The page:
NEAL CONAN, host:
Looking for an apartment or room with three or less, cool, straight, laid-back people. Looking for Christian female roommate. Those are just a couple of classified ads taken from the housing section of Craig's List, ads you would not see in a printed newspaper. That's because newspapers subscribe to laws that forbid excluding possible tenants on the basis of race, gender, religion, or other protected categories.
The Chicago lawyers committee for several rights, under the law, thinks the same rules should apply to the internet. This week they filed a lawsuit against Craig's list, claiming violations of the federal fair housing act.
Do you agree? Should online advertising abide by the same laws that govern print? Give us a call, 800-989-8255, or email us, email@example.com.
Joining us now by phone from Pasadena is Michael Overing, an adjunct professor at the University of Southern California who specializes in internet law. Thanks very much for being with us today.
Professor MICHAEL OVERING (Law, University of Southern California): Thanks, nice to be here.
CONAN: Tell us a little bit about this case.
Professor OVERING: Well, basically what they are alleging is that Craig's List is allowing these advertisements which then become an opportunity to advertise for particular racial groups, or religious groups, not to apply to housing. And, under the federal Fair Housing Act, from 1968, discrimination in housing is prohibited, and it's one of those things that's pernicious and we don't want to see people's civil rights being abridged in housing.
CONAN: And I think, in their argument, the Chicago lawyers Committee for Civil Rights under the law said, basically, you can now evade the law by just advertising on the internet.
Professor OVERING: Well, it's an interesting issue because what they're saying is that Craig's List knows that this is occurring on their classified advertising, and that, as a consequence of them knowing about it, they should have some responsibility in making sure this doesn't happen. It would be more like a regular print newspaper then, say, an internet service provider.
CONAN: Well, at this point, I don't really know the internal operations of newspapers either, but I can't imagine that the electronic transfer of a classified ad is given a great deal more scrutiny in a newspaper than it is in Craig's List.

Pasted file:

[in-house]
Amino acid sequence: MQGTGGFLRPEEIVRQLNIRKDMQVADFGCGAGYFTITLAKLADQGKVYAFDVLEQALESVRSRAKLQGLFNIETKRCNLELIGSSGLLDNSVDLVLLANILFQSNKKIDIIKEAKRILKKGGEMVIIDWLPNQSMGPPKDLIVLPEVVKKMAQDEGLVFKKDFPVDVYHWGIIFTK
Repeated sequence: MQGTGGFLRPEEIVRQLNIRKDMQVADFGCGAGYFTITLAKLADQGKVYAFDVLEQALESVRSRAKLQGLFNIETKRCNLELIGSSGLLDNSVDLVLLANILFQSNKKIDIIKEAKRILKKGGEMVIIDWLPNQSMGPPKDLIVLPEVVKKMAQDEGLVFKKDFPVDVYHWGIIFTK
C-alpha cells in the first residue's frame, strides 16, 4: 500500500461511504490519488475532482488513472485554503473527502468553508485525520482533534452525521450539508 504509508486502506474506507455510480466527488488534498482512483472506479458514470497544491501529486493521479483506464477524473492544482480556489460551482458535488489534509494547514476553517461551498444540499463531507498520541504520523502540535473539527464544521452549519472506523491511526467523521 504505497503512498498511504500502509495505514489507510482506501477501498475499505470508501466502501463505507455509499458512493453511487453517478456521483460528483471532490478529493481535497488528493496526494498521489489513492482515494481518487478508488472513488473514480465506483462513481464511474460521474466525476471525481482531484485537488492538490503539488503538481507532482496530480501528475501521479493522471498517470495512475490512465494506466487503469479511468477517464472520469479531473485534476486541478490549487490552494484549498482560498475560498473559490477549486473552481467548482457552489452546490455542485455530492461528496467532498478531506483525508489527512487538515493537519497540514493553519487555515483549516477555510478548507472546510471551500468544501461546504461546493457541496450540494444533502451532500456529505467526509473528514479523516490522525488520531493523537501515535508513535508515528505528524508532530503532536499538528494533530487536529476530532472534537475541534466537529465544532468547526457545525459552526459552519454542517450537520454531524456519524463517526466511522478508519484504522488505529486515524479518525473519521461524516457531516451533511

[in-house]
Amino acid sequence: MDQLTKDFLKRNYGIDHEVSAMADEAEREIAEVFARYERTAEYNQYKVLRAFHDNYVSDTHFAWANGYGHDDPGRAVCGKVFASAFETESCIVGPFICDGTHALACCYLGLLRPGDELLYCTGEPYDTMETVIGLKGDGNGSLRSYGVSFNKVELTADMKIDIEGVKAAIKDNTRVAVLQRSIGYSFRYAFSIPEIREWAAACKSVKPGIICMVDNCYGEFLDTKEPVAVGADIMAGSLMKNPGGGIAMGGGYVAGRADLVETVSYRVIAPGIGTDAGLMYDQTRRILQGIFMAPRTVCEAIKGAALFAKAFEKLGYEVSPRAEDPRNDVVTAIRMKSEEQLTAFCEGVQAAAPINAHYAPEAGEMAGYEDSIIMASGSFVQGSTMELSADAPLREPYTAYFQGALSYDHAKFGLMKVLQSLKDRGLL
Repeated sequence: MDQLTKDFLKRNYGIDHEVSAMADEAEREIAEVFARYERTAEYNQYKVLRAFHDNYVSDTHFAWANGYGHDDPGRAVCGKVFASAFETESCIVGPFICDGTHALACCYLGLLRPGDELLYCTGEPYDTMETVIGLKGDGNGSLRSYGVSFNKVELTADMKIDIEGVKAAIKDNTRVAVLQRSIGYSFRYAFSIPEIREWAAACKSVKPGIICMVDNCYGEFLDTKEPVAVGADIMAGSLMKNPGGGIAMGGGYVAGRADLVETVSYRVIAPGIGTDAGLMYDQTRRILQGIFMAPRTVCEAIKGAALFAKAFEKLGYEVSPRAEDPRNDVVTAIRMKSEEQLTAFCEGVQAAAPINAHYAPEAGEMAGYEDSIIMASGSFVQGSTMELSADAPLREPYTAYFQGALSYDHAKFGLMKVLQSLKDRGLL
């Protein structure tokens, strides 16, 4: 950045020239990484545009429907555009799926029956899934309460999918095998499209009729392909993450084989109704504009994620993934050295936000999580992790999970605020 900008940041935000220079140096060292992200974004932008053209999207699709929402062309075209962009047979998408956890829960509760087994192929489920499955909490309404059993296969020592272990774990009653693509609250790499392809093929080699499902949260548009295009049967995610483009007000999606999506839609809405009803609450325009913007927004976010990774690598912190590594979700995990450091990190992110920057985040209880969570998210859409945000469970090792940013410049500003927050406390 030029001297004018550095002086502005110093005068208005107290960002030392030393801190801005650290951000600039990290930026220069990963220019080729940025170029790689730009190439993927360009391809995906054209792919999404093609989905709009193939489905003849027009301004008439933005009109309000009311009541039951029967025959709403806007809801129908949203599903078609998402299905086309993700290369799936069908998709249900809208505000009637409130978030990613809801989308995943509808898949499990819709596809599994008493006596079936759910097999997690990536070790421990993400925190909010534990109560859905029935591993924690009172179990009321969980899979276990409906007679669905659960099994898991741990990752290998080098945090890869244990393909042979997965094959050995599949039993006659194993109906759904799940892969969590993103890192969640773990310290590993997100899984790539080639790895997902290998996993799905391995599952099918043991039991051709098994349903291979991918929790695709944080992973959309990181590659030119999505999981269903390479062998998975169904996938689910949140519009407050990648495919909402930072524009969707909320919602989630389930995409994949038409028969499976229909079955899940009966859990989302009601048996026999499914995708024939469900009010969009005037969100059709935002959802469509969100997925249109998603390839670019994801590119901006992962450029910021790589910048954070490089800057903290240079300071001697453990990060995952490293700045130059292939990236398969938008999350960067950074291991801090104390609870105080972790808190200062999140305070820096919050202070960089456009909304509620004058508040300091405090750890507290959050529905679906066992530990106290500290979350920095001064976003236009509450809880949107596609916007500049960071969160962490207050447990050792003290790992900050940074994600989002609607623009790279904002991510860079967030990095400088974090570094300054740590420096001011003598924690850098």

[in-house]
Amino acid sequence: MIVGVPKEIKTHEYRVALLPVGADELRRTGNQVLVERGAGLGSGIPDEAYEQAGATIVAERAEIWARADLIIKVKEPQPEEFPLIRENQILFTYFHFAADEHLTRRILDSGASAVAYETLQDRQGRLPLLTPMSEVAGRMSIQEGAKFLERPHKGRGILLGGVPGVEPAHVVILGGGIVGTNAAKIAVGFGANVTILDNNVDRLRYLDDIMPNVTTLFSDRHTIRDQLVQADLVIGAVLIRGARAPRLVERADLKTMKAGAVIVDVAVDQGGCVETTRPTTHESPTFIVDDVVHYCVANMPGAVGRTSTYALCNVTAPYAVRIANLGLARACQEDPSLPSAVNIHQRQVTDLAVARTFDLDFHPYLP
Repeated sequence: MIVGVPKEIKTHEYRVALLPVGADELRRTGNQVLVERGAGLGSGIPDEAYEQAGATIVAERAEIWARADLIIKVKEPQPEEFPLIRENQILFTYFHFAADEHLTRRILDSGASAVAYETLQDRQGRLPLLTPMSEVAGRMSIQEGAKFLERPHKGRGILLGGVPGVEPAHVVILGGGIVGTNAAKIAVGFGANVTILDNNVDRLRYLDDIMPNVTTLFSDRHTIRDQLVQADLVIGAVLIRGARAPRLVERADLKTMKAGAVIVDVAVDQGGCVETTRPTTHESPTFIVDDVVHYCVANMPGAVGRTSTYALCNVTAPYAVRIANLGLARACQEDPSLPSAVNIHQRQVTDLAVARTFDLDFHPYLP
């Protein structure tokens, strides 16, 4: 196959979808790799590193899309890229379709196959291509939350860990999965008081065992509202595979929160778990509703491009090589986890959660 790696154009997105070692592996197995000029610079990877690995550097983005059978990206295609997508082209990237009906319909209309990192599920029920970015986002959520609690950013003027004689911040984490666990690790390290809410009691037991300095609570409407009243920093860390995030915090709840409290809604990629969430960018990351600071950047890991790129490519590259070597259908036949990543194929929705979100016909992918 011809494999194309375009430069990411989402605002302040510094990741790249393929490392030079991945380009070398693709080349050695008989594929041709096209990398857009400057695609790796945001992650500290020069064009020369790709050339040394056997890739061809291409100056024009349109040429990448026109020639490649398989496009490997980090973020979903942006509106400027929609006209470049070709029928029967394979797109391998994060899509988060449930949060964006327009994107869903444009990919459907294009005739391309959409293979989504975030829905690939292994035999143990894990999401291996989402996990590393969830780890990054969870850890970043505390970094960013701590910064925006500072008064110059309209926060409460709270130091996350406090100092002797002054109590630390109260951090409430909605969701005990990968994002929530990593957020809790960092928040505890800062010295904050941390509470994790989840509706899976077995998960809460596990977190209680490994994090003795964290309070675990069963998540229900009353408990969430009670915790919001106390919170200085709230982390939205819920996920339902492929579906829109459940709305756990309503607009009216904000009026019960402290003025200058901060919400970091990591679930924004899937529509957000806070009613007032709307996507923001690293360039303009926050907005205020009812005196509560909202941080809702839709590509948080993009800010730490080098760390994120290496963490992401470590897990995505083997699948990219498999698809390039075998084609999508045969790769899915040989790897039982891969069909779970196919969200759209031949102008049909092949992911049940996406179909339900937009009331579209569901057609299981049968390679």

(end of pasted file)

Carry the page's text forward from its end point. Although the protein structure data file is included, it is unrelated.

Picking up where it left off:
Professor OVERING: Well there's a big issue here about whether or not this is something that is part of their editorial policy and whether or not Craig's List is actually policing the advertisements that it accepts. If you go down to your normal newspaper and you fill out the form, they're going to read through it and they're going to make a decision about whether or not to accept your ad.
CONAN: And also going to count the letters to know how much to charge you.
Professor OVERING: Yeah, exactly. And the difference here is that on Craig's List the user is off-site, and just fills out the form and it goes up and there is very little editorial control. And the courts have taken the position that the more editorial control you exert, the more they are going to hold you responsible for what's in the advertising.
CONAN: We're talking about classified ads, Fair Housing Act, and the internet. You're listening to TALK OF THE NATION, from NPR News.
Is there any precedent to cover this?
Professor OVERING: Well, there's a considerable amount of precedent of the Fair Housing Act, applying to prevent discrimination, and we read that Act very expansively. The courts do everything they can to safeguard individuals' rights.
In the case of an online communication, if you're an internet service provider, and it's merely transitory distribution of someone else's content, there's immunity under the Communications Decency Act. And, as a consequence of that, ordinarily, you would expect that there would be no liability.
CONAN: Mm-hmm. Has that been tested in court?
Professor OVERING: That has been tested in court, you've probably heard a couple of these cases: there was the Zaren case, which came out of Oklahoma against America Online, where a man's telephone number was being broadcast and he wasn't part of the political issue, which was the Oklahoma bombings, but he received a lot of hate phone calls, and so he sued AOL. They found there that AOL was not responsible under the CDA. And, similarly, in the Drudge vs. Bloomenthal, an AOL case, they also found that...
CONAN: That would be Matt Drudge and Sydney Bloomenthal?
Professor OVERING: Exactly. And, there as well, they found that the exemption provisions from, based on the Communications Decency Act, it's transitory in nature, it's somebody else's content, you're not responsible for it if it's just merely being distributed by you. The question is editorial control, and if Craig's List is spending time going through these online classifieds and making decisions about what can and cannot be posted, chances are they're going to be held responsible.